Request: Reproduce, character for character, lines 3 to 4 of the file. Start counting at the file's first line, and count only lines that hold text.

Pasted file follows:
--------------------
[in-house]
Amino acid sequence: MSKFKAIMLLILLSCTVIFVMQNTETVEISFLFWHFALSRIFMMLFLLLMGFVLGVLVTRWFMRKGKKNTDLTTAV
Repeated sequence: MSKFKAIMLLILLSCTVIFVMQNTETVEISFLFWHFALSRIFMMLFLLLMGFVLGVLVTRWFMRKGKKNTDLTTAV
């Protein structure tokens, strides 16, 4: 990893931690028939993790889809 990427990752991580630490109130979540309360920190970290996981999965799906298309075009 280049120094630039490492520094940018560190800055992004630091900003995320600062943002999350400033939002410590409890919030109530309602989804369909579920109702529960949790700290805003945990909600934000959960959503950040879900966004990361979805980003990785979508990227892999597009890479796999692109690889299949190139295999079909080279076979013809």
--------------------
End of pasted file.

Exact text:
Repeated sequence: MSKFKAIMLLILLSCTVIFVMQNTETVEISFLFWHFALSRIFMMLFLLLMGFVLGVLVTRWFMRKGKKNTDLTTAV
């Protein structure tokens, strides 16, 4: 990893931690028939993790889809 990427990752991580630490109130979540309360920190970290996981999965799906298309075009 280049120094630039490492520094940018560190800055992004630091900003995320600062943002999350400033939002410590409890919030109530309602989804369909579920109702529960949790700290805003945990909600934000959960959503950040879900966004990361979805980003990785979508990227892999597009890479796999692109690889299949190139295999079909080279076979013809």